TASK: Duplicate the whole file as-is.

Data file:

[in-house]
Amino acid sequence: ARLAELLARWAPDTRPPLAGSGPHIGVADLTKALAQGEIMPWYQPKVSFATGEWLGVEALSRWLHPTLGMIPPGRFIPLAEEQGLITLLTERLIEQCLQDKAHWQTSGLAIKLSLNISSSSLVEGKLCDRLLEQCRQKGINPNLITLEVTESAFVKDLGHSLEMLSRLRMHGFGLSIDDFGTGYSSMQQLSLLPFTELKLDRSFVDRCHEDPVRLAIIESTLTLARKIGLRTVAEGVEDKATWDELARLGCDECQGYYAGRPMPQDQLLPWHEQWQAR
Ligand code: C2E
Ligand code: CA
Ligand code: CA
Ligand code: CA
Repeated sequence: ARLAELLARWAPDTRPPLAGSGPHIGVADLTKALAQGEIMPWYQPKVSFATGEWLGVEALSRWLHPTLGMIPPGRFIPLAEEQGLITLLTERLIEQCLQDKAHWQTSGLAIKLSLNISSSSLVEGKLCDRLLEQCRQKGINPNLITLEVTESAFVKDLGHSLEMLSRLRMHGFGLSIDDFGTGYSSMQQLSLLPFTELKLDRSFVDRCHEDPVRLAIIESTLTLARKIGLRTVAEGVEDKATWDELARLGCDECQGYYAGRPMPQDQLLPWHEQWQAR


[in-house]
Amino acid sequence: ARLAELLARWAPDTRPPLAGSGPHIGVADLTKALAQGEIMPWYQPKVSFATGEWLGVEALSRWLHPTLGMIPPGRFIPLAEEQGLITLLTERLIEQCLQDKAHWQTSGLAIKLSLNISSSSLVEGKLCDRLLEQCRQKGINPNLITLEVTESAFVKDLGHSLEMLSRLRMHGFGLSIDDFGTGYSSMQQLSLLPFTELKLDRSFVDRCHEDPVRLAIIESTLTLARKIGLRTVAEGVEDKATWDELARLGCDECQGYYAGRPMPQDQLLPWHEQWQAR
Ligand code: C2E
Ligand code: CA
Ligand code: CA
Ligand code: CA
Repeated sequence: ARLAELLARWAPDTRPPLAGSGPHIGVADLTKALAQGEIMPWYQPKVSFATGEWLGVEALSRWLHPTLGMIPPGRFIPLAEEQGLITLLTERLIEQCLQDKAHWQTSGLAIKLSLNISSSSLVEGKLCDRLLEQCRQKGINPNLITLEVTESAFVKDLGHSLEMLSRLRMHGFGLSIDDFGTGYSSMQQLSLLPFTELKLDRSFVDRCHEDPVRLAIIESTLTLARKIGLRTVAEGVEDKATWDELARLGCDECQGYYAGRPMPQDQLLPWHEQWQAR